Holyrood must take forward the Citizens’ Assembly’s calls to revamp Scottish democracy

Willie Sullivan
Author:
Willie Sullivan

Posted on the 18th February 2021

A coalition of civil society organisations and community groups is calling on MSPs to implement the findings of the landmark Citizens’ Assembly of Scotland, as Holyrood debates the Assembly’s findings on Thursday.

Electoral Reform Society Scotland has organised a joint letter from nearly 20 community groups and campaigners from across the country, calling for citizens to be involved in decision-making in their areas outside of election time.

The Citizens’ Assembly of Scotland – 100 people picked to be broadly representative of the country – showed we can lead the way in building a stronger, more community-led democracy. And it showed citizens themselves can shape the path forward for Scotland after this pandemic.

But MSPs must do more than debate the findings – they must take forward proposals to boost scrutiny and transparency, and open up decision-making to local communities.

From new local assemblies (as set out by the ERS here), to a House of Citizens scrutinising legislation, politicians can start to share power and ensure that as we come out of this crisis, everyone has a stake in shaping what comes next.

It’s clear that people want a clearer say in shaping their areas, and we need to see a vision for local democracy taken forward by MSPs that captures this.

Amazingly despite the pandemic, the Citizens’ Assembly was able to continue and make really powerful, creative recommendations for moving politics outside of town halls and into communities.

The report must not be marked ‘job done’ – it’s a blueprint for a renewed Scotland, drawing on all this country’s experience.

See our full joint letter, published in the Scotsman today:

Joint letter: MSPs – It’s time for Holyrood to trust in communities across Scotland by backing the Citizens’ Assembly

This Thursday, MSPs meet to discuss the findings of Scotland’s ground-breaking Citizens’ Assembly, a democratic process reflecting the diversity of the country. The Assembly brought everyday citizens together to debate the big issues facing us, and its calls deserve all our attention.

The 60 proposals for Scotland’s future provide a template for more accountable ways of doing politics here: for democracy to be genuinely local, grassroots, and not just an event every five years. Assembly members of all backgrounds were clear that more needs to be done in Scotland to move power out of Holyrood and into local communities.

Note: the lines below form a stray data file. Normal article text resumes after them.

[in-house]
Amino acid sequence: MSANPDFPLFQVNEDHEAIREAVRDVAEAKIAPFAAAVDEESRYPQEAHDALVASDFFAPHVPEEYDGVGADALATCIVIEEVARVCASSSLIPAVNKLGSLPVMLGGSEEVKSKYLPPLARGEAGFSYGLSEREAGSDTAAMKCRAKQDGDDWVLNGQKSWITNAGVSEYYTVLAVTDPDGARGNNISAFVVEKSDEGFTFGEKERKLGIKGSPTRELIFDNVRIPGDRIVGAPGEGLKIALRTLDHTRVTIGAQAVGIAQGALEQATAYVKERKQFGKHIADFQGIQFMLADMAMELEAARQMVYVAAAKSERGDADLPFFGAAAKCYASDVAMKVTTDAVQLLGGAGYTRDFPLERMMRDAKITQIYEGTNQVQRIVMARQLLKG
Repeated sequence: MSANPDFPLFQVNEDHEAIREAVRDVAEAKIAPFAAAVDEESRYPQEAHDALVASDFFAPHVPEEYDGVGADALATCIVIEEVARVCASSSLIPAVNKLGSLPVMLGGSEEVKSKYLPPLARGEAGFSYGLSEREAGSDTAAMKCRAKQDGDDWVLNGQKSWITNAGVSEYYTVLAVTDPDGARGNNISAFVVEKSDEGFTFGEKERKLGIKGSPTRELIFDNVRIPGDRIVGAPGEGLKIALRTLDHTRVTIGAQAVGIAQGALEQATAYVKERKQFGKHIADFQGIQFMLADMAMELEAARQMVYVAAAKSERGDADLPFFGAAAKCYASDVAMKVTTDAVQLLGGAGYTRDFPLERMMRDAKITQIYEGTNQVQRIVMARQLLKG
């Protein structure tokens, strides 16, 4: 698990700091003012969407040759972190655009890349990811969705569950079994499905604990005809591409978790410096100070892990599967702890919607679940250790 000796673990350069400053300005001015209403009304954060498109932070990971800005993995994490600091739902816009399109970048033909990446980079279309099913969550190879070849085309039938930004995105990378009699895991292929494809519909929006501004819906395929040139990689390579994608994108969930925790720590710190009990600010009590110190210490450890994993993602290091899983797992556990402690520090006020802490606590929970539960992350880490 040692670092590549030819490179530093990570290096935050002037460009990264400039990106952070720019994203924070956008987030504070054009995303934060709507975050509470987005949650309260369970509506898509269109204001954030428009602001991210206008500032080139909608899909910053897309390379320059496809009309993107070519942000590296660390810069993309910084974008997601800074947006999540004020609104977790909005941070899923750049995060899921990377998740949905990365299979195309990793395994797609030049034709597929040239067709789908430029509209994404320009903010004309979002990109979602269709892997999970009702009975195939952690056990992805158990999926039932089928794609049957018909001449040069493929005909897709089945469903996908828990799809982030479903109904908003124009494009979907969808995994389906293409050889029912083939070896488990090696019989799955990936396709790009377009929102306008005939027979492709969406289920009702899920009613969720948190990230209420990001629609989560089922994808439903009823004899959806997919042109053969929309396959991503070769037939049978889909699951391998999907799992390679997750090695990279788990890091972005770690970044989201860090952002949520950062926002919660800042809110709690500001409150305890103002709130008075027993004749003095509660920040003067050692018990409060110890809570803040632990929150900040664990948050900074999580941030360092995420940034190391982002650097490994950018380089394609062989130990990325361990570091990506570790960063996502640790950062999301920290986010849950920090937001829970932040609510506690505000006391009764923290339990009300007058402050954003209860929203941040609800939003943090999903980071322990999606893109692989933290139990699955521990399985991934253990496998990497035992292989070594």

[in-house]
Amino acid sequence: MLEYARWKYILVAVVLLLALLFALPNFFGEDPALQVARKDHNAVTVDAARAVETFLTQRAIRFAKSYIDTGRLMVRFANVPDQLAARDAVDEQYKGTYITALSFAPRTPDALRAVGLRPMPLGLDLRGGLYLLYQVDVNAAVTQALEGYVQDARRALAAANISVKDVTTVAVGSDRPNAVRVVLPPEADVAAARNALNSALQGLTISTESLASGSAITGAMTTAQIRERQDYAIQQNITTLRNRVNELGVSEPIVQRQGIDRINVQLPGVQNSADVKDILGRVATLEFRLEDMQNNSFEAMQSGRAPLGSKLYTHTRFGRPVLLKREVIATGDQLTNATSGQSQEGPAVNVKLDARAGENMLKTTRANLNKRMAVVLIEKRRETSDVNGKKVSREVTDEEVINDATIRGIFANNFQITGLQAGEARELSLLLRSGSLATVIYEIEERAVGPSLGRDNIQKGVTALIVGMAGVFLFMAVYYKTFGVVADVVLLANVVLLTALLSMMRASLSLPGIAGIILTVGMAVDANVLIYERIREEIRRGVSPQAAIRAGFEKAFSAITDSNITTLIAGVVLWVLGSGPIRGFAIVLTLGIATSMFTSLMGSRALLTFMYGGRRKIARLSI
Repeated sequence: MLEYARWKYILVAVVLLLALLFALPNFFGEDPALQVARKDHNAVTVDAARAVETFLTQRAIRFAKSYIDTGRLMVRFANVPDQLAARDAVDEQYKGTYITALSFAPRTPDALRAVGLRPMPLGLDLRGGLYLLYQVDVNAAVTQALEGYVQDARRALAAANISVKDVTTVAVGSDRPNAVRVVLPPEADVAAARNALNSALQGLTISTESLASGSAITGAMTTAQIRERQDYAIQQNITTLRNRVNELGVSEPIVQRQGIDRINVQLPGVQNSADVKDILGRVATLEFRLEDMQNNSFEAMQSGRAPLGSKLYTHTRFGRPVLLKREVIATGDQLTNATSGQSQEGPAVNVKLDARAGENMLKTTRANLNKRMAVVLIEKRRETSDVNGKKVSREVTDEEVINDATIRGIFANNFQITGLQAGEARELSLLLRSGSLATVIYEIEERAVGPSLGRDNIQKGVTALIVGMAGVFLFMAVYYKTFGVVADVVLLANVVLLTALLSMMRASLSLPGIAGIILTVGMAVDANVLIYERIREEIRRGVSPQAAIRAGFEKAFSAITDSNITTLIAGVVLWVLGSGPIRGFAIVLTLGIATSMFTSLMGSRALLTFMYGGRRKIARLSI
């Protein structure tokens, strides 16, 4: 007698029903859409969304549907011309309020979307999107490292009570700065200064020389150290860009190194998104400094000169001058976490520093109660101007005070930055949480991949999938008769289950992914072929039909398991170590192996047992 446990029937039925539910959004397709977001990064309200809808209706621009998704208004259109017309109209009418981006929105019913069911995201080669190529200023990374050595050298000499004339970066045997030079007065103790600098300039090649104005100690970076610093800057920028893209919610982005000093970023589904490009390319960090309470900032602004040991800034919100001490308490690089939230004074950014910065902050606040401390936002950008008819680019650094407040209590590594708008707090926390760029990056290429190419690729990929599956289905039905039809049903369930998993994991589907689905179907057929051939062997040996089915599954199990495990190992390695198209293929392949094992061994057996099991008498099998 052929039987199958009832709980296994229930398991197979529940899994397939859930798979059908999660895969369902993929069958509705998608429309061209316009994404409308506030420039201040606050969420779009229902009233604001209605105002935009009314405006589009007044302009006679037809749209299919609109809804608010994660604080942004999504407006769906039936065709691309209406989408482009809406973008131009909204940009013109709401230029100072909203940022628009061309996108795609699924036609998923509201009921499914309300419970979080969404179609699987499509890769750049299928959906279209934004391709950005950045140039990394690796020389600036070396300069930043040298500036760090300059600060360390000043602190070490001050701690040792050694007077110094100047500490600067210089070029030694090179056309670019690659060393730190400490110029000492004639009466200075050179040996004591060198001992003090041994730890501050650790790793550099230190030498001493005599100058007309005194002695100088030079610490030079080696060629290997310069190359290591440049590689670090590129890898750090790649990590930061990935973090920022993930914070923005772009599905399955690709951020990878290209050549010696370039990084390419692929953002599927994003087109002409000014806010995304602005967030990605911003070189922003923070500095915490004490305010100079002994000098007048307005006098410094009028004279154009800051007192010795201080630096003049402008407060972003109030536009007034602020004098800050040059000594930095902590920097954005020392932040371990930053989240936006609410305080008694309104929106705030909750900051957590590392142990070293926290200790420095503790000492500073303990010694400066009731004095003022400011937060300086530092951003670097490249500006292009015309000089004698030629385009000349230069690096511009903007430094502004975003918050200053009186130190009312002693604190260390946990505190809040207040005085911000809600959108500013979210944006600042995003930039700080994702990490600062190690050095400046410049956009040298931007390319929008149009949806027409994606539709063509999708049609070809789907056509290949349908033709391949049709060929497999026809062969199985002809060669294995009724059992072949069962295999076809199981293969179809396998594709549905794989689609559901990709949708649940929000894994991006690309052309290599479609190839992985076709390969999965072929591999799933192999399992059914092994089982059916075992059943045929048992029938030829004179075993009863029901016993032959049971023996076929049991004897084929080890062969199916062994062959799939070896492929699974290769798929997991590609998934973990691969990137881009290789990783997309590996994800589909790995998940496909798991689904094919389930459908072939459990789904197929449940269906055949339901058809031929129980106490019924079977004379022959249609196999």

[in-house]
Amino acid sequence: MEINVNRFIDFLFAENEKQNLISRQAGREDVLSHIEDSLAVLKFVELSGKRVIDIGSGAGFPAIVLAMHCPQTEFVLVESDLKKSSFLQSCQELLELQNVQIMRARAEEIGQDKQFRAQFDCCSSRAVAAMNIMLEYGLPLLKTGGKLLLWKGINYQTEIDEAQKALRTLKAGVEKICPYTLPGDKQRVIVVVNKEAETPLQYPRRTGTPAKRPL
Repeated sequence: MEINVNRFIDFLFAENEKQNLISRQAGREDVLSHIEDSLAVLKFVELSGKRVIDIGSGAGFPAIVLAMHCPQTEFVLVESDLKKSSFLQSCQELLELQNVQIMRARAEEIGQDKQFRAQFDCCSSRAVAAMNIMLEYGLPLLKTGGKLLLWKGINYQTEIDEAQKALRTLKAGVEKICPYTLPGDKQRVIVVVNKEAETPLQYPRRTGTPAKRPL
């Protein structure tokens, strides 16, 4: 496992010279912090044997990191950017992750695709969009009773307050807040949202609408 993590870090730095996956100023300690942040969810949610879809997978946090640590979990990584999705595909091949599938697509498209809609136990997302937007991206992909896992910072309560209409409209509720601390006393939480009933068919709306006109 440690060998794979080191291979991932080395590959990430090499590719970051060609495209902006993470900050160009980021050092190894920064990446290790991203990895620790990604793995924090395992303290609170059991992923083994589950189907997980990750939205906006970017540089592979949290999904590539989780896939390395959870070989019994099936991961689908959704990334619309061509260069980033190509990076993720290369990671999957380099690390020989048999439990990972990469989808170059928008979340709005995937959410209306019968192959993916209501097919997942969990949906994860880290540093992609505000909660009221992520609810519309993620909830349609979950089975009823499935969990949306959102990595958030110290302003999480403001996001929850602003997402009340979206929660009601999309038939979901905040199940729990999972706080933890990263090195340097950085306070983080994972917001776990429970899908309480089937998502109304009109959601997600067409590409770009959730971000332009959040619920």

The Assembly overwhelmingly recommended – with 90% support – establishing community-based citizens’ assemblies as we come out of the current crisis, a recommendation we wholeheartedly endorse. These would hold councils to account between elections and let residents shape their place’s future. 

Communities themselves have the best knowledge of the skills and experience within their areas, and must be at the heart of paving a positive way out of this pandemic. People need more involvement in plotting a socially just recovery. The appetite is there: now they need resources and real support.

Over the past few years ERS Scotland and the Our Democracy coalition have worked with communities across Scotland – including some of the most left behind areas  – and the message we’ve heard time and again is that people want a clearer say, not just during elections. 

We urge all parties to listen to the Assembly, and people across Scotland, and do something brave: share power, and give everyone a stronger stake in deciding what comes next.

  1. Willie Sullivan, Director, ERS Scotland
  2. Dr Oliver Escobar, Co-Director, What Works Scotland
  3. Amanda Burgauer, Common Weal and Our Democracy Coalition 
  4. Stacey Felgate & Rhona Dougall, Organisers, The People’s Council (Argyll)
  5. Dr Craig Dalzell, Head of Policy & Research, Common Weal
  6. Fiona Garven, Director, Scottish Community Development Centre (SCDC), incorporating the Community Health Exchange (CHEX) and PB Scotland
  7. Matt Baker. Orchestrator, The Stove Network (Dumfries)
  8. James Robertson, Campaigns Manager, Sortition Foundation
  9. Abigale Neate Wilson, Project Manager, Agile City CIC
  10. Planning Democracy
  11. Angus Hardie, Director, Scottish Community Alliance
  12. Glasgow Tool Library
  13. Democratic Society
  14. Dr Gemma Bone Dodds, WEAll Scotland Trustee
  15. Lewis McLachlan, Founder of Empty Kitchens, Full Hearts. CIC
  16. Martin Avila, Director, Kinning Park Complex
  17. Professor Richard Kerley
  18. Pauline Grandison, Programme Manager, Coalfields Regeneration Trust
  19. Enid Trevett, Kincardine Community Association Ltd

The relevant section of the CA report is called ‘How decisions are taken’. Members thought government scrutiny and citizen-led decision making were so key to Scotland’s future, with these calls making up almost a quarter of all the recommendations.

Of the 14 recommendations on scrutiny and citizens’ involvement, the majority got 90% agreement, with the full range being from low 80s to the high 90s. That means they all achieved a broad consensus in their backing from the representative assembly.

Members also found that Holyrood is opaque and unaccountable, which might chime with a growing sense that power in Holyrood is too centralised.

It’s time to transform Scottish democracy and put citizens at the centre.

Sign our petition calling for a House of Citizens

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